During New York Design Week this year (May 9-20) visitors to the Big Apple were spoiled for choice for interesting design venues, galleries and intriguing design events to attend. Not-to-be-missed is Wanted Design, held each year in the exceptional landmark Terminal Stores building on 11th Avenue in the meat-packing district. This is where CO designer David Trubridge has exhibited for the past four years – and his booth is always a highlight (pun intended, of course).

Wanted Design


This year there was a lot going on over the three-day show that was visited by over 10,000 design lovers. Trubridge and his team built a sumptuous booth anchored by a giant bespoke floor-to-ceiling tree-like canopy. He launched several new “Seed System” lighting kitsets, exhibited a couple of prototypes, showed us his new line of fine jewellery and presented a suite of furniture now available in build-it-yourself kitsets. Just another day in the life of David Trubridge!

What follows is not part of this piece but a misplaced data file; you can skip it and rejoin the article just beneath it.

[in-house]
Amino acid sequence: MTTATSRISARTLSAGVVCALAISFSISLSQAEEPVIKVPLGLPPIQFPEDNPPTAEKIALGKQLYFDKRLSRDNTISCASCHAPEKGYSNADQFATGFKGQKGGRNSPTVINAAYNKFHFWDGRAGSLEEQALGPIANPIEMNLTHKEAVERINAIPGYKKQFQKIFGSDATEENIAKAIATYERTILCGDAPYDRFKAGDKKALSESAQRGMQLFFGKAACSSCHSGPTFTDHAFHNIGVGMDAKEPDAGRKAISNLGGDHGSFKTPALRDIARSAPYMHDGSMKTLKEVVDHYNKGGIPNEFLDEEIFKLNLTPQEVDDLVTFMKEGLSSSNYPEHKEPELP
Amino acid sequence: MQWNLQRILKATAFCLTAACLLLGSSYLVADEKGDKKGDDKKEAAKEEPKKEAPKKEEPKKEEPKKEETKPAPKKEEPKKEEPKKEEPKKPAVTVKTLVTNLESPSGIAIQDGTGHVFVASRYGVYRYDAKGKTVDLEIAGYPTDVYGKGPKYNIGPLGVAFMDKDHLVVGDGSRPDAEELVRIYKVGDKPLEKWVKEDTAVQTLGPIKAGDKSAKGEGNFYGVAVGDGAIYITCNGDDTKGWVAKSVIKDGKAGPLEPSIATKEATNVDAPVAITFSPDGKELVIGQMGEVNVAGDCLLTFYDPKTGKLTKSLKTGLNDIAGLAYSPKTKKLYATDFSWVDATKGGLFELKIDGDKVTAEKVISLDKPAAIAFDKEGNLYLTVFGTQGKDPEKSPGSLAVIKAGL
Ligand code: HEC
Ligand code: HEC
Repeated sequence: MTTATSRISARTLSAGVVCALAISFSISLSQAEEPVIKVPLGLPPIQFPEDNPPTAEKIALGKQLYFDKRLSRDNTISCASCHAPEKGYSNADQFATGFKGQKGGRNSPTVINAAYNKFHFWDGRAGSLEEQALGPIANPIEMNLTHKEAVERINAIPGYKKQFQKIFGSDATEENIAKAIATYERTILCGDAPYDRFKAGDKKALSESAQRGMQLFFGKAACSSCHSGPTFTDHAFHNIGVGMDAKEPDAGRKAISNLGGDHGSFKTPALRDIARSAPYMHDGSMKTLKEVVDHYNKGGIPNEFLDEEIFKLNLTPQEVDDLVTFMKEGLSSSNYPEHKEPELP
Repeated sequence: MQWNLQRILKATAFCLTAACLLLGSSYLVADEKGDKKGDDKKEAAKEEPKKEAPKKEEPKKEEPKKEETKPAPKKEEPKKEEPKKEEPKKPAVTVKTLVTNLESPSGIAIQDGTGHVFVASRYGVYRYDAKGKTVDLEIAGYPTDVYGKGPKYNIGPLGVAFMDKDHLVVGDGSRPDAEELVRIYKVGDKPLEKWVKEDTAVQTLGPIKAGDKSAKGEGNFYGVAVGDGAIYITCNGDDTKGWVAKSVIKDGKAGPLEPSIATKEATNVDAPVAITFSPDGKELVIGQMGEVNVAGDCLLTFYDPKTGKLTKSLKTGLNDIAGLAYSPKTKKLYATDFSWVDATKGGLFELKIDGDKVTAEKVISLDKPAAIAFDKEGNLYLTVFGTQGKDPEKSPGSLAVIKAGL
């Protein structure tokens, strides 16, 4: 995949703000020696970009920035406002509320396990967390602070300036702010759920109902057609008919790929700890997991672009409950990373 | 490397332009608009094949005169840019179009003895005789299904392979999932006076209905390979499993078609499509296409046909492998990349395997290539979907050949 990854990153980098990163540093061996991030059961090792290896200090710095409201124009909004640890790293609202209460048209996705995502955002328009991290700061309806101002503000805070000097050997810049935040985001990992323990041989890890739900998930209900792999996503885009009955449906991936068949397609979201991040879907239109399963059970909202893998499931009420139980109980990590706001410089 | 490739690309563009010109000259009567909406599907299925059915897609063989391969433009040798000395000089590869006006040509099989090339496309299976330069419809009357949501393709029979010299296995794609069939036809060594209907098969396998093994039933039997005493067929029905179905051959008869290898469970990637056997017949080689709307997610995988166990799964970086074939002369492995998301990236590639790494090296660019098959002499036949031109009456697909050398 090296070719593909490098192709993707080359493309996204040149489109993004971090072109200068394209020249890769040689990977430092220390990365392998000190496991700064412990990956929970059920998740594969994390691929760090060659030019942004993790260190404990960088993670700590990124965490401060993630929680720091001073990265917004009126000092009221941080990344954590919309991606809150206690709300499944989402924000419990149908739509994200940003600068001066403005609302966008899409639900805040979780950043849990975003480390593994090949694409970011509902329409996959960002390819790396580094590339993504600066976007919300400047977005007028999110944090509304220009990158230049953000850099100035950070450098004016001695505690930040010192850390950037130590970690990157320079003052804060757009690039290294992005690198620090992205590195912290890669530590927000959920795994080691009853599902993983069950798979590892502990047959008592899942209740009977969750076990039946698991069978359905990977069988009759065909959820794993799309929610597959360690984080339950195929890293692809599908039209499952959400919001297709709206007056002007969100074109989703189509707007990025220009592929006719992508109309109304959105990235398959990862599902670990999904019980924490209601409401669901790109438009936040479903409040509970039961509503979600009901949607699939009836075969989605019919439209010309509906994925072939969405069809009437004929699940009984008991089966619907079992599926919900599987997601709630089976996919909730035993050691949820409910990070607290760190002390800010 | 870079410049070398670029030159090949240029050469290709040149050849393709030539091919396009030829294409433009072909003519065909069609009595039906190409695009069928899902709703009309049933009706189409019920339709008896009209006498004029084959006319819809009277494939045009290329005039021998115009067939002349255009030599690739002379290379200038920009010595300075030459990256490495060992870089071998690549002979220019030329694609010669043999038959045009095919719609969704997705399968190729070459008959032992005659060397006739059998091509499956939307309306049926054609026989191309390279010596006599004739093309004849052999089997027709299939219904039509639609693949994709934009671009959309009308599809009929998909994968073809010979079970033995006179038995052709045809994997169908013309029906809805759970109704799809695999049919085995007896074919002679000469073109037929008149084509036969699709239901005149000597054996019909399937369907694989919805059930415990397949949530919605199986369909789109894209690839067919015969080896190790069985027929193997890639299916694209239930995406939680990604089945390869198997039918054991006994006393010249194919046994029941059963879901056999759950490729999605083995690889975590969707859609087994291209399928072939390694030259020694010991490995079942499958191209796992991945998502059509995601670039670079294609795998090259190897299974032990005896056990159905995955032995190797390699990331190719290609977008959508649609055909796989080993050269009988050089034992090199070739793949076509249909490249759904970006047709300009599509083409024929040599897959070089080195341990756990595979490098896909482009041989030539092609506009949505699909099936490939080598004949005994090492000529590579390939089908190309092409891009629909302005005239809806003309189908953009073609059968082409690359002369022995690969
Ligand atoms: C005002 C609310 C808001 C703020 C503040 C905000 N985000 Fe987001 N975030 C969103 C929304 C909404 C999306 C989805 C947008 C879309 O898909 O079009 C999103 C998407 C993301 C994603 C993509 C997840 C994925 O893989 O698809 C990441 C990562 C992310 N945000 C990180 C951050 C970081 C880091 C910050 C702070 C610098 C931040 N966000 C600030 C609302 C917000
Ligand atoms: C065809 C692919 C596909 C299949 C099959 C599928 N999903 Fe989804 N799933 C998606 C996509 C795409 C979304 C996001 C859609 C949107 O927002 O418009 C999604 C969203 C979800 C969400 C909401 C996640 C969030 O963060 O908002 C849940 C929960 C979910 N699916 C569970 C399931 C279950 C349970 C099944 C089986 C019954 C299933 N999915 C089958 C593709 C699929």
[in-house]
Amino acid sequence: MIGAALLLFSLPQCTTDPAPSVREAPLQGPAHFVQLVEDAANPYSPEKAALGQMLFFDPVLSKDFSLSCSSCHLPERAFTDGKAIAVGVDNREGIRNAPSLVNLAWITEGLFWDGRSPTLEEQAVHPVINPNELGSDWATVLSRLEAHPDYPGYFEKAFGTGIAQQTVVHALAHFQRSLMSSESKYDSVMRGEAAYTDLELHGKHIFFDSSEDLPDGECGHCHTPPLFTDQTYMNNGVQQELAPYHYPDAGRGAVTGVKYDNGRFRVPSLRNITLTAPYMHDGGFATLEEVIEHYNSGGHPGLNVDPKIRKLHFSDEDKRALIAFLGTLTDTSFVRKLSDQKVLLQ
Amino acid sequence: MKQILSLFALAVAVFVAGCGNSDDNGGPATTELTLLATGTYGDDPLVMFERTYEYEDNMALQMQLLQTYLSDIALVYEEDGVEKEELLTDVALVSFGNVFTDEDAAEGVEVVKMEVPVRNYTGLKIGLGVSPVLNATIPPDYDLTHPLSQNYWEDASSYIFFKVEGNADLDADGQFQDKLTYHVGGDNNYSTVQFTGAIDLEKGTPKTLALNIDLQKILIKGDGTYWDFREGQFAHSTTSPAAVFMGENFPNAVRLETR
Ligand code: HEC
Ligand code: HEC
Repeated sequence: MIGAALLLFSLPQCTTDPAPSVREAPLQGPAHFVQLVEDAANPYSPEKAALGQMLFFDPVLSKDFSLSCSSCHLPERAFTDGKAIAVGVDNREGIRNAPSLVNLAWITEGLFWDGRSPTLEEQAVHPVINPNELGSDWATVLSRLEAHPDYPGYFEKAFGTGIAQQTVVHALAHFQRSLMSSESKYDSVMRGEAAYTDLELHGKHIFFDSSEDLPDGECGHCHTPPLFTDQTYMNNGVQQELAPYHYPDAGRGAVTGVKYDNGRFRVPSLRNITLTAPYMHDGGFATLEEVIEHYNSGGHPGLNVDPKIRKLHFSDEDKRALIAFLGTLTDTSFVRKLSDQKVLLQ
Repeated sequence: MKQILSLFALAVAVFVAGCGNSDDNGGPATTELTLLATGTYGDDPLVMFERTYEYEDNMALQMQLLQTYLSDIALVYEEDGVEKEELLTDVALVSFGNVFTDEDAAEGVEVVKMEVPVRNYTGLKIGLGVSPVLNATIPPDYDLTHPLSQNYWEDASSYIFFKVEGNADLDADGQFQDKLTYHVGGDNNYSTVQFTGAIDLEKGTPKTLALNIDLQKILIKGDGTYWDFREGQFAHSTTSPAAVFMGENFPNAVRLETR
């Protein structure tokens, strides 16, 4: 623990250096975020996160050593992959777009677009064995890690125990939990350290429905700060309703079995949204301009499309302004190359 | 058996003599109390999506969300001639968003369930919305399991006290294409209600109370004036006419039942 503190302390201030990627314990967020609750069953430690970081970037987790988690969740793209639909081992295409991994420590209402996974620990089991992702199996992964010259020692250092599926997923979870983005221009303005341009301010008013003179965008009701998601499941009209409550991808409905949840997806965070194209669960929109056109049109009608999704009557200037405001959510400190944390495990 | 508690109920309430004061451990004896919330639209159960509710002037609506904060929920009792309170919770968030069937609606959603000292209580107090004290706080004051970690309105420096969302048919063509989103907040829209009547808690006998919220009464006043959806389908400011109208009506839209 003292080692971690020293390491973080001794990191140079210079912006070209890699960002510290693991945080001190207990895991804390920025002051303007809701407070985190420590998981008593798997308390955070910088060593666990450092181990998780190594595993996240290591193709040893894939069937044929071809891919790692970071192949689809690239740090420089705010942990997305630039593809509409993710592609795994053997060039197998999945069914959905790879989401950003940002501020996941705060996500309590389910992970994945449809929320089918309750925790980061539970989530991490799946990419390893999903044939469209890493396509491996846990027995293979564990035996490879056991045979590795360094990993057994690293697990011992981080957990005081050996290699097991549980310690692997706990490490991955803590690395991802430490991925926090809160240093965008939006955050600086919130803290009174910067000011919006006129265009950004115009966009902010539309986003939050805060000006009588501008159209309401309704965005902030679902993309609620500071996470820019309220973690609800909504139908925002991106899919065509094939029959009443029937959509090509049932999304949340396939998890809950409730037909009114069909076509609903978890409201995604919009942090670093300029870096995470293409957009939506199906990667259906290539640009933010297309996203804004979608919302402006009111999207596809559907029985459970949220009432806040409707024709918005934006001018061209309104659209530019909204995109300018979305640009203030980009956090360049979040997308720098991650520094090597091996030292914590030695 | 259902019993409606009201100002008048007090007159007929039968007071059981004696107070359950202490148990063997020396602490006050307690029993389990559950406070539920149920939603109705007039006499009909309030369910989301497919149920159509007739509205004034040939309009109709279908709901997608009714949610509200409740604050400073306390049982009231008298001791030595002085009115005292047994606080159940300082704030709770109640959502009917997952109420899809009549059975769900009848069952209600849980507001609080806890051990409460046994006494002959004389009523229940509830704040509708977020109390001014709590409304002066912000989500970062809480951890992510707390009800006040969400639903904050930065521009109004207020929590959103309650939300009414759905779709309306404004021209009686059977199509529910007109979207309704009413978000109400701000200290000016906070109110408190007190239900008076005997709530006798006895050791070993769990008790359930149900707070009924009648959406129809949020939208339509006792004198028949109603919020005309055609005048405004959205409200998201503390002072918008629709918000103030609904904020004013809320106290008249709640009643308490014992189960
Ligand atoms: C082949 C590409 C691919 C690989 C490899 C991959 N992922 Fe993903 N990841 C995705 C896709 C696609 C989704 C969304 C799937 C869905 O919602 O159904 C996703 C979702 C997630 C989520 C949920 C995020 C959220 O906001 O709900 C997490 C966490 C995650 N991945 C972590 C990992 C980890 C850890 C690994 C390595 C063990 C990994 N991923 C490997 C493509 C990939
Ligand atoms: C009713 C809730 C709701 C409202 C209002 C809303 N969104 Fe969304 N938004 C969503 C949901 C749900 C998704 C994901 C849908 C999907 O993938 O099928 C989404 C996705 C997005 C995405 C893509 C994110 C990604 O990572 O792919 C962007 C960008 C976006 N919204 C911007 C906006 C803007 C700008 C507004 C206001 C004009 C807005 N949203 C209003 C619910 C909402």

Wanted144aDavid Trubridge in his booth at Wanted Design (Source: David Trubridge)

The idea of the Seed System build-it-yourself kitset is central to David Trubridge’s work. He lives and works in New Zealand where his small company is continually doing all it can to reduce its environmental footprint. Yet his clientele is global and Trubridge has determined that the most positive thing that his small company can do for the environment is to reduce the volume of freight that he transports around the world.

UnpackedKouraSeed System Koura pendant kitset (Source: David Trubridge)

Packaging and shipping a light as a kitset results in about 1/40th the volume of freight compared with shipping the same light, assembled. So the kitsets dramatically minimize the overall volume of freight being shipped out of David Trubridge  Ltd. Of course, shipping the kitsets (as opposed to the assembled lights) all the way from New Zealand also makes them more affordable.

SnowflakeIce2Snowflake (Source: David Trubridge)